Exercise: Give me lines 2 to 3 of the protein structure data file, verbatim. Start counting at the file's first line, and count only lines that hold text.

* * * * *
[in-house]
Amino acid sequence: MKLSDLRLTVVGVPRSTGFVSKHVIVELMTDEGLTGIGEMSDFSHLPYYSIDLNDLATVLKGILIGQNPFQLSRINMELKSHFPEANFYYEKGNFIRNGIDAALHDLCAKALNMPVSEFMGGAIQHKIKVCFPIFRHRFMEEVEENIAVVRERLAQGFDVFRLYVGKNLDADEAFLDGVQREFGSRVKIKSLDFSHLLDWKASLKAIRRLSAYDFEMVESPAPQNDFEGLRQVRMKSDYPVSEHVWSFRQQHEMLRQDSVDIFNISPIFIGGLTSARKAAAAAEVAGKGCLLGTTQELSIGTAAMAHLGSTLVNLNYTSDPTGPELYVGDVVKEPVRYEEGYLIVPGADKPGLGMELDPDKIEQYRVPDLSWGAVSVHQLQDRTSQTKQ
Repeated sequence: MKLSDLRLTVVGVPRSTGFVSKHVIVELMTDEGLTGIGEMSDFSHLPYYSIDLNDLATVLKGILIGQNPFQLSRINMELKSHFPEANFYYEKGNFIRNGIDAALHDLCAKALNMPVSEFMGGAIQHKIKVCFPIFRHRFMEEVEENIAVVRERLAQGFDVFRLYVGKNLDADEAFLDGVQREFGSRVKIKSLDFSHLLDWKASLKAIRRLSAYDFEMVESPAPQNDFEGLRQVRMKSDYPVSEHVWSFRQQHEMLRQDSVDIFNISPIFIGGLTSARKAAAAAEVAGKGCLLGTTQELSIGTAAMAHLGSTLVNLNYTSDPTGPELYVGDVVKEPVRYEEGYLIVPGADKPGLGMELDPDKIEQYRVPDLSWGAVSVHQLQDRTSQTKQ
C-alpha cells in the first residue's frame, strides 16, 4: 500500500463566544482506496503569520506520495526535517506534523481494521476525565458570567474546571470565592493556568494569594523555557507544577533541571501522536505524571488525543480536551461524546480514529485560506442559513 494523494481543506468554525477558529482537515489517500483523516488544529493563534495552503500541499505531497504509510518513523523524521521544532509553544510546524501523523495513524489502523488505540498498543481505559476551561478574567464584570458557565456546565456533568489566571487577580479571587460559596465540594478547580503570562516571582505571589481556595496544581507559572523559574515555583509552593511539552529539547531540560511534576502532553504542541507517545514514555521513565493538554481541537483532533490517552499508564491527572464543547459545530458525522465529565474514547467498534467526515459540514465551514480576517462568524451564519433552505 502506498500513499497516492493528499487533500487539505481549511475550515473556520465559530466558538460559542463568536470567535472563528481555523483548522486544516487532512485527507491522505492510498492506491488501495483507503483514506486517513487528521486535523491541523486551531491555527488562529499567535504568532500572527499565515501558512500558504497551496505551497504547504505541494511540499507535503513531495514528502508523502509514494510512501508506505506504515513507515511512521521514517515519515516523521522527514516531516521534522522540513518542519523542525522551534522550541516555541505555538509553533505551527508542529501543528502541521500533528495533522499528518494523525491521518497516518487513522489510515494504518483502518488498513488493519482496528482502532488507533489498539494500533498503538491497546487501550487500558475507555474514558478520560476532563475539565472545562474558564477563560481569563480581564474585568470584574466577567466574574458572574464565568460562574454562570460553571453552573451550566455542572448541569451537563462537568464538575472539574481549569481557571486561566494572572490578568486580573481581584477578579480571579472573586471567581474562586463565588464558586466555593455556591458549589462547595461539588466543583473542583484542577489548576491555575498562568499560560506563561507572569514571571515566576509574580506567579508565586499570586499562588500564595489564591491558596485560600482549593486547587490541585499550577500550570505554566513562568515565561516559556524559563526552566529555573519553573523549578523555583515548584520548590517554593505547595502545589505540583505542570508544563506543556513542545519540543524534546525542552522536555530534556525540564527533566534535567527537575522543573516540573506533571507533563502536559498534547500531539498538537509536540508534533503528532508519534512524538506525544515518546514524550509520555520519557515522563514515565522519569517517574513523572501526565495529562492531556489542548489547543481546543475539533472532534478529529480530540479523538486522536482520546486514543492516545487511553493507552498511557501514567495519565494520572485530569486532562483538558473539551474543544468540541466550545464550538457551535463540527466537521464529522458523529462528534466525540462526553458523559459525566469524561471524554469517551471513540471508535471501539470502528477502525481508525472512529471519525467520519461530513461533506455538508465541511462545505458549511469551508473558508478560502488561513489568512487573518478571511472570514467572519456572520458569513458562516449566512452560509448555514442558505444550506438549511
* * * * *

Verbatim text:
Amino acid sequence: MKLSDLRLTVVGVPRSTGFVSKHVIVELMTDEGLTGIGEMSDFSHLPYYSIDLNDLATVLKGILIGQNPFQLSRINMELKSHFPEANFYYEKGNFIRNGIDAALHDLCAKALNMPVSEFMGGAIQHKIKVCFPIFRHRFMEEVEENIAVVRERLAQGFDVFRLYVGKNLDADEAFLDGVQREFGSRVKIKSLDFSHLLDWKASLKAIRRLSAYDFEMVESPAPQNDFEGLRQVRMKSDYPVSEHVWSFRQQHEMLRQDSVDIFNISPIFIGGLTSARKAAAAAEVAGKGCLLGTTQELSIGTAAMAHLGSTLVNLNYTSDPTGPELYVGDVVKEPVRYEEGYLIVPGADKPGLGMELDPDKIEQYRVPDLSWGAVSVHQLQDRTSQTKQ
Repeated sequence: MKLSDLRLTVVGVPRSTGFVSKHVIVELMTDEGLTGIGEMSDFSHLPYYSIDLNDLATVLKGILIGQNPFQLSRINMELKSHFPEANFYYEKGNFIRNGIDAALHDLCAKALNMPVSEFMGGAIQHKIKVCFPIFRHRFMEEVEENIAVVRERLAQGFDVFRLYVGKNLDADEAFLDGVQREFGSRVKIKSLDFSHLLDWKASLKAIRRLSAYDFEMVESPAPQNDFEGLRQVRMKSDYPVSEHVWSFRQQHEMLRQDSVDIFNISPIFIGGLTSARKAAAAAEVAGKGCLLGTTQELSIGTAAMAHLGSTLVNLNYTSDPTGPELYVGDVVKEPVRYEEGYLIVPGADKPGLGMELDPDKIEQYRVPDLSWGAVSVHQLQDRTSQTKQ